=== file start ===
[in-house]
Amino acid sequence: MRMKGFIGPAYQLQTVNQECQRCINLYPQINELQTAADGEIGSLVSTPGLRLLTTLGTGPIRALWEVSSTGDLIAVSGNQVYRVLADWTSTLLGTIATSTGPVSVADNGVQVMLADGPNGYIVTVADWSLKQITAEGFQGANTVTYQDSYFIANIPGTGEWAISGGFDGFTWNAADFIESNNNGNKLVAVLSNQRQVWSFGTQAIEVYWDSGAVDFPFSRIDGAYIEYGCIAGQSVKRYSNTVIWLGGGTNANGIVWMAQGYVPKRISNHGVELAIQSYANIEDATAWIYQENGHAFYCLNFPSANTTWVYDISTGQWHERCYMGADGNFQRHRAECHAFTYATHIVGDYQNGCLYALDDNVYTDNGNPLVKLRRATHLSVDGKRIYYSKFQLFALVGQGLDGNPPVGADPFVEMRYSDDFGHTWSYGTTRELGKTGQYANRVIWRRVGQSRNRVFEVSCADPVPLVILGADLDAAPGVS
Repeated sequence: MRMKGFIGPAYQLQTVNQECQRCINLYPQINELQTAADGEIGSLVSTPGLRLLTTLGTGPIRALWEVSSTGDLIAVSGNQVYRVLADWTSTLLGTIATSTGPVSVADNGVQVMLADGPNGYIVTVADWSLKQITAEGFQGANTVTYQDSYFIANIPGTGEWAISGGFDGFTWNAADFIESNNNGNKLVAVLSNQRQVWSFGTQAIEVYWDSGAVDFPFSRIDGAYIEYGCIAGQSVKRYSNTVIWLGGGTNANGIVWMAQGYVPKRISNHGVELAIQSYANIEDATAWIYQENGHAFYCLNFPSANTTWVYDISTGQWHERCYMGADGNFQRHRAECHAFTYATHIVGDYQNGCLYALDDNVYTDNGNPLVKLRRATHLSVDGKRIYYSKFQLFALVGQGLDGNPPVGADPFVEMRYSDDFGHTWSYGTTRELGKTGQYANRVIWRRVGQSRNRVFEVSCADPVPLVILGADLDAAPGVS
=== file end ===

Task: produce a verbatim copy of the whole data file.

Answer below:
[in-house]
Amino acid sequence: MRMKGFIGPAYQLQTVNQECQRCINLYPQINELQTAADGEIGSLVSTPGLRLLTTLGTGPIRALWEVSSTGDLIAVSGNQVYRVLADWTSTLLGTIATSTGPVSVADNGVQVMLADGPNGYIVTVADWSLKQITAEGFQGANTVTYQDSYFIANIPGTGEWAISGGFDGFTWNAADFIESNNNGNKLVAVLSNQRQVWSFGTQAIEVYWDSGAVDFPFSRIDGAYIEYGCIAGQSVKRYSNTVIWLGGGTNANGIVWMAQGYVPKRISNHGVELAIQSYANIEDATAWIYQENGHAFYCLNFPSANTTWVYDISTGQWHERCYMGADGNFQRHRAECHAFTYATHIVGDYQNGCLYALDDNVYTDNGNPLVKLRRATHLSVDGKRIYYSKFQLFALVGQGLDGNPPVGADPFVEMRYSDDFGHTWSYGTTRELGKTGQYANRVIWRRVGQSRNRVFEVSCADPVPLVILGADLDAAPGVS
Repeated sequence: MRMKGFIGPAYQLQTVNQECQRCINLYPQINELQTAADGEIGSLVSTPGLRLLTTLGTGPIRALWEVSSTGDLIAVSGNQVYRVLADWTSTLLGTIATSTGPVSVADNGVQVMLADGPNGYIVTVADWSLKQITAEGFQGANTVTYQDSYFIANIPGTGEWAISGGFDGFTWNAADFIESNNNGNKLVAVLSNQRQVWSFGTQAIEVYWDSGAVDFPFSRIDGAYIEYGCIAGQSVKRYSNTVIWLGGGTNANGIVWMAQGYVPKRISNHGVELAIQSYANIEDATAWIYQENGHAFYCLNFPSANTTWVYDISTGQWHERCYMGADGNFQRHRAECHAFTYATHIVGDYQNGCLYALDDNVYTDNGNPLVKLRRATHLSVDGKRIYYSKFQLFALVGQGLDGNPPVGADPFVEMRYSDDFGHTWSYGTTRELGKTGQYANRVIWRRVGQSRNRVFEVSCADPVPLVILGADLDAAPGVS